IT

Cyber Security

By Aedín Dunne - Last update


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Are you interested in learning the basic skills to defend computers against attacks? Do you pay meticulous attention to detail and have knowledge in IT? Cyber security is an important aspect of commuting for all computer uses and you might just fit the role to become a student in the area. 

What is cyber security?

Cyber security is the practice and process of defending computers, servers, systems and all aspects of computer functions against attacks. These include protecting software, hardware, electronic data and networks from disruption or misdirection.  

What third level courses are available?

Universities and colleges in Ireland are offering courses in the following subject areas:

  • Cybercrime and IT Security
  • Digital Forensics Cyber Security
  • CompTIA Cybersecurity Analyst (PLC)
  • Computer Networks and Cyber Security (PLC)
  • Computer Systems and Networks with Cyber Security (PLC)
  • Cyber Security with Software Development (PLC)
  • Networks and Cyber Security (PLC)
  • Software Development (Coding and Cybersecuirty) (PLC)

Studying Cloud Computing in college

There are a number of courses in this area with a large amount being PLC courses. PLC courses will generally be 1 year long and give you a broad introduction to the area. Many of these PLC courses are paired with other relevant areas, for example as seen above, digital forensics, software development and networks can be studied with cybersecurity in a PLC course. 

There are also a number of undergraduate courses in the area. These will typically be between 3-4 years long. Your first year of an undergraduate course will act as an introduction year which will give you a strong grounding in the area and give you an idea of what is to come throughout the course. Content will differ from course to course but areas that may be covered include computer systems, routers and routing basics, mathematics for computing, computer architecture and many more.

In your second, third and possibly fourth year you will be introduced to more complex and in depth information and be able to develop your skills in the area through lectures and practical work. Subjects you may cover throughout these years include, but are not limited to, advanced programming, information technology mathematics, data fundamentals, software engineering and testing, secure programming, network security, computer and network forensics, biometrics and application security.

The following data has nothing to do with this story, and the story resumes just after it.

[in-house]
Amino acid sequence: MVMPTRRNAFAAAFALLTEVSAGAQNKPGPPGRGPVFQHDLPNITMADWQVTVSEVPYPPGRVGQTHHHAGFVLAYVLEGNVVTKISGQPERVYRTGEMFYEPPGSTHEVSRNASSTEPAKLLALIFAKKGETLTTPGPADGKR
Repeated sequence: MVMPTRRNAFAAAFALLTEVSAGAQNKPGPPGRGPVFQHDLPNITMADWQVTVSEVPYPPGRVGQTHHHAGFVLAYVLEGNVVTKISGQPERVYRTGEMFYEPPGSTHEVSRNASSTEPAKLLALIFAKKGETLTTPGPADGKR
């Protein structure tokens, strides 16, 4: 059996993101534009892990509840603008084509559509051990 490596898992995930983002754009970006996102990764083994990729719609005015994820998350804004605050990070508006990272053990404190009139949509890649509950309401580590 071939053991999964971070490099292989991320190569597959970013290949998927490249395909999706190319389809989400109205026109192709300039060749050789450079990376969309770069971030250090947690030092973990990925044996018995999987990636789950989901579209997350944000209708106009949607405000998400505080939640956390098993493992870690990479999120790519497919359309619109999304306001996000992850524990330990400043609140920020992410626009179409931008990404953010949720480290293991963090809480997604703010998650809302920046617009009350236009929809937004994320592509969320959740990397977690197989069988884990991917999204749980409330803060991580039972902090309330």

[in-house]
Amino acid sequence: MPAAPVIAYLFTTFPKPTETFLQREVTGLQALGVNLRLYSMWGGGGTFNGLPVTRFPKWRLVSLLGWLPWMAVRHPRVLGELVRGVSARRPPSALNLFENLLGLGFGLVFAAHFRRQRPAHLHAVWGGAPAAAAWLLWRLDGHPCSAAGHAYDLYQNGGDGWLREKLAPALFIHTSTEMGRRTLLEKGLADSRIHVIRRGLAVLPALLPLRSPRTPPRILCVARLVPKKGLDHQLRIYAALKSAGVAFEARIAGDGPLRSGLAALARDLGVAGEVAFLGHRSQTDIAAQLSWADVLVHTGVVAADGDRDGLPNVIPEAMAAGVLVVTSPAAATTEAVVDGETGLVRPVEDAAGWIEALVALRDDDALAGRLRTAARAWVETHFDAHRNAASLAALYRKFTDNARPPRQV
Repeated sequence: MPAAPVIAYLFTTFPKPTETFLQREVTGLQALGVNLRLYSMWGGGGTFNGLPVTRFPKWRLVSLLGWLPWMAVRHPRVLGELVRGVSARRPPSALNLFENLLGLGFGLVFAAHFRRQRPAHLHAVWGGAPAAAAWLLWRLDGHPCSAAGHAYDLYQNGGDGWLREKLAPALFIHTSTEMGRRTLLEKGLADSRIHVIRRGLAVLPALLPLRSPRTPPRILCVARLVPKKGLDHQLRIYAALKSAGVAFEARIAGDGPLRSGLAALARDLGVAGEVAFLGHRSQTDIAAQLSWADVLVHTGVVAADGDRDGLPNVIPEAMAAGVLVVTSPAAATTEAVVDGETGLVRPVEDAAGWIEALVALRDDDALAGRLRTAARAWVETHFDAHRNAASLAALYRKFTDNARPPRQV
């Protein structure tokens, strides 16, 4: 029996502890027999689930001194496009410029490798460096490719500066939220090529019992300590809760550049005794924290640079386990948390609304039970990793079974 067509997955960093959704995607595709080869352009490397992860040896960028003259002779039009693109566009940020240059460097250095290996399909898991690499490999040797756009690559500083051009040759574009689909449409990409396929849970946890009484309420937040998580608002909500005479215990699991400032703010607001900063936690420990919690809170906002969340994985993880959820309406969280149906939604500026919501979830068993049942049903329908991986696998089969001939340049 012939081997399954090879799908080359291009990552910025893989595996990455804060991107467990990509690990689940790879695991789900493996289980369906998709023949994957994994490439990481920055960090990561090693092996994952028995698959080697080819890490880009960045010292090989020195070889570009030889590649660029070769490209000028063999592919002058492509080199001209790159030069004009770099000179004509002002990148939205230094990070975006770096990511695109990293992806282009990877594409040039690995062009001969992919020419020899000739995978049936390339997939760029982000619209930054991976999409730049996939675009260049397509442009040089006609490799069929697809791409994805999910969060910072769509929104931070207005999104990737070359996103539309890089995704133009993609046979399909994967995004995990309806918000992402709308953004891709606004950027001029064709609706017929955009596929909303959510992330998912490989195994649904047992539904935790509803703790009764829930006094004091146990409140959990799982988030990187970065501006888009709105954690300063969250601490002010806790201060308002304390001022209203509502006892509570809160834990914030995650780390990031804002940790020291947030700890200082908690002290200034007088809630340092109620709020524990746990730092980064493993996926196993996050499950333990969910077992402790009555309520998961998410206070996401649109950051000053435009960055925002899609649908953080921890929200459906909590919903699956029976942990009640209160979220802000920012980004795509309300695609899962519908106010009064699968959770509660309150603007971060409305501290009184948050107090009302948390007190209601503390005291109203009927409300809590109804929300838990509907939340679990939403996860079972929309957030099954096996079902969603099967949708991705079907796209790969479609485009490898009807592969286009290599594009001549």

Some courses may also offer the opportunity to apply your knowledge in a practical setting through work experience to gain knowledge and experience in the working world of cyber security. 

Career Options

The world of computing and technology offers a broad range of roles across multiple sectors. The most obvious role in this case is to become a cyber security specialist. Other related jobs are listed below. 

There is also the option of studying at postgraduate level to specialise in a particular area as well as finding your way into an education role such as teaching or lecturing in colleges and universities. Working in the research area is also an option. 

Skills and qualities important to have in this area include excellent IT skills, time management skills, organisational skills, a critical thinker, the ability to solve problems, ability to work well with others, perseverance, attention to deal, a mind for technology, a forensic approach to challenges and knowledge of hardware, software and networks. 

Related Jobs

  • Cyber Security Specialist 
  • IT consultant
  • Android/iOS developer
  • Cloud engineer
  • Software engineer
  • Data engineer

Further Study

Visit postgrad.ie for more information.

FAQ

Different courses and different colleges will have different entry requirements. It’s always safest to check with the individual higher education institution which is available on their websites. As a general rule Leaving Cert students should have a minimum of six subjects which should include: Two H5 (Higher Level) grades and Four O6 (Ordinary Level) grades or four H7 (Higher Level) grades. Subjects must include Mathematics, Irish or another language, and English. 

The highest points required for a third-level course in this area was 293 points last year to study Cybercrime and IT Security in IT Carlow. The lowest points required were 220 points to study Digital Forensics and Cyber Security in TU Dublin – Blanchardstown. Points main range from 200-300 in this area. 

Where can I study?

For other courses in the area you would like to explore, you can do so here.

Did you know?

  • There is a hacker attack every 39 seconds
  • Small businesses are often the target of cyber attacks as 43% of attacks see this group as the target
  • Since the beginning of Covid-19, the US FBI reported a 300% increase in cybercrimes being reported

Resources

Job description 

Student Grant Scheme 

Examples of courses available  


Aedín Dunne

Mobile Development
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